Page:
NZ drops five places in world media freedom rankings as Fairfax ignore National’s massive asset sales clanger
Interesting reading on today’s New Zealand Herald site. It seems that National has dropped a massive clanger on asset sales by publishing online it’s real intentions to ignore the Treaty of Waitangi earlier in the week, before tidying things up with the usual propaganda.
According to the Herald:
“An embarrassing blunder has revealed the Government’s original intention to keep a crucial Treaty of Waitangi clause out of legislation required for state asset sales.
The information appeared in the draft of a key document that appeared on the Treasury’s website yesterday for a few minutes before it was taken down.
The Government later released the final version of the document – a consultation paper on the law changes needed for the partial sale of four state-owned energy companies in preparation for consultation with iwi next week.
It sets out three options: using section 9 of the State-Owned Enterprises Act, which requires the Crown to act in accordance with the Treaty of Waitangi; use a more-specific clause; or have no clause at all.
But the draft that appeared on the Treasury’s website included a list of the changes made since Tuesday morning – the day after the Maori Party first questioned whether the Government intended to include a clause protecting Treaty rights.
It showed the Government’s original intention was not to include any Treaty clause at all in the new legislation covering the mixed-ownership model.”
But, don’t bother searching on Fairfax Media’s stuff website for this story, because as usual, the Government’s Australian-owned propagandists have completely ignored this massive clanger.
This comes just a week after New Zealand was dramatically demoted to well outside the top ten countries in the world for media freedom, after John Key set the police on all major media outlets – except Fairfax – during last year’s election campaign. It’s another major story with massive implications for our freedom, which Fairfax haven’t covered.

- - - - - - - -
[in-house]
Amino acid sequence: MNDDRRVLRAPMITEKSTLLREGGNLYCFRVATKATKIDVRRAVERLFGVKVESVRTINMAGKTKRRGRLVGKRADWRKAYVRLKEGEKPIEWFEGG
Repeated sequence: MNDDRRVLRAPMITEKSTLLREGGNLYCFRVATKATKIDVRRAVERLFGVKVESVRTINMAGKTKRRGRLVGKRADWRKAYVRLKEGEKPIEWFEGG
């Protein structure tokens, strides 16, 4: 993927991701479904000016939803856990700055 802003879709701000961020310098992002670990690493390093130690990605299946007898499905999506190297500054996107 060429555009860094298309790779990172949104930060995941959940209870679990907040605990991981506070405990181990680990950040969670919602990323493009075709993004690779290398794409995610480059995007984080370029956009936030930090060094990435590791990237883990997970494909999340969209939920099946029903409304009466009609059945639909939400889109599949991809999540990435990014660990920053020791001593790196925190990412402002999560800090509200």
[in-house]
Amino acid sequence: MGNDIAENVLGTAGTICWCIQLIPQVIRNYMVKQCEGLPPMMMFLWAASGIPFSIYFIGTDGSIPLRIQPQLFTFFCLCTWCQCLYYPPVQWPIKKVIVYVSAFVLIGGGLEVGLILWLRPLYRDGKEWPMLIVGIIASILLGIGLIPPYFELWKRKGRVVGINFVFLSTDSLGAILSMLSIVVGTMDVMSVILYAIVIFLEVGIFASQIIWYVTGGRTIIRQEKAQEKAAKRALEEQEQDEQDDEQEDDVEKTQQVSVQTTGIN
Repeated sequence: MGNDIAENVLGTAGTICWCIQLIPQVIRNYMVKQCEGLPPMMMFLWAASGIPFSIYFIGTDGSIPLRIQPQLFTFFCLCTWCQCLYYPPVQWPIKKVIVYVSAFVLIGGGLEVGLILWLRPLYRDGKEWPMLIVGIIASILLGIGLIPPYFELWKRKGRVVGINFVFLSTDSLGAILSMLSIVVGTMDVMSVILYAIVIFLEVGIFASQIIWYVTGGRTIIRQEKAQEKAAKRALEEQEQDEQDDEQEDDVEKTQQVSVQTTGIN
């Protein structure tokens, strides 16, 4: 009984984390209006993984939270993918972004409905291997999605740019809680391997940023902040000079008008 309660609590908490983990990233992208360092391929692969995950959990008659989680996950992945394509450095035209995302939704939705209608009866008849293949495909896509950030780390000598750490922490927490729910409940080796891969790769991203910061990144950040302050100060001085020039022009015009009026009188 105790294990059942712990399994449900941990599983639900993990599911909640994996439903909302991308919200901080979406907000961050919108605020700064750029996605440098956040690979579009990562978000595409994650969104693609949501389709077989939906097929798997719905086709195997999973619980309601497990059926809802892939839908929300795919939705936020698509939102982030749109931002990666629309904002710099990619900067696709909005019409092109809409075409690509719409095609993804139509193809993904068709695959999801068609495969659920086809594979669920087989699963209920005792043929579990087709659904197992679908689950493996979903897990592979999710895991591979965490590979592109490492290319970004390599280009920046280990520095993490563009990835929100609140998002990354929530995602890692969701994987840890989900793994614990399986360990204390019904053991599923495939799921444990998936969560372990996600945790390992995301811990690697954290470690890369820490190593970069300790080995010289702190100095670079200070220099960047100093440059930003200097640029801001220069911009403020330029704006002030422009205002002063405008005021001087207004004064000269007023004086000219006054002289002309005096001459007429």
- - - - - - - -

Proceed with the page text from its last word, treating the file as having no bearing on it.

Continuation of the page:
According to the Herald, who were one of the media outlets threatened by police action during the election after the Prime Minister took a heavy handed approach to shutting down the truth over the teapot tapes:
“New Zealand has dropped out of the top 10 countries for media freedom after a year in which police searched newsrooms over the now-infamous “teapot tapes”.
In its annual press freedom index, advocacy group Reporters Without Borders ranked New Zealand 13th in the world for media freedom last year – down five places from eighth in 2010.
The report did not say what was behind the fall – but it comes after a year in which newsrooms were searched by police, the New Zealand Herald was temporarily banned from the parliamentary press gallery and a proposed new law sought to give police greater powers to enter newsrooms.”
Again, don’t bother trying to find anything about this from Fairfax Media. The Government’s staunchest Rightwing media allies haven’t published a single word about it.
Ominous signs indeed. If this continues for another three years, there won’t be anything left to salvage in New Zealand, let alone sell.
Is anyone out there still relying on Fairfax’s propaganda for news, or are people beginning to see the appalling abuse of power and contempt for our democracy demonstrated each day by this shameful company?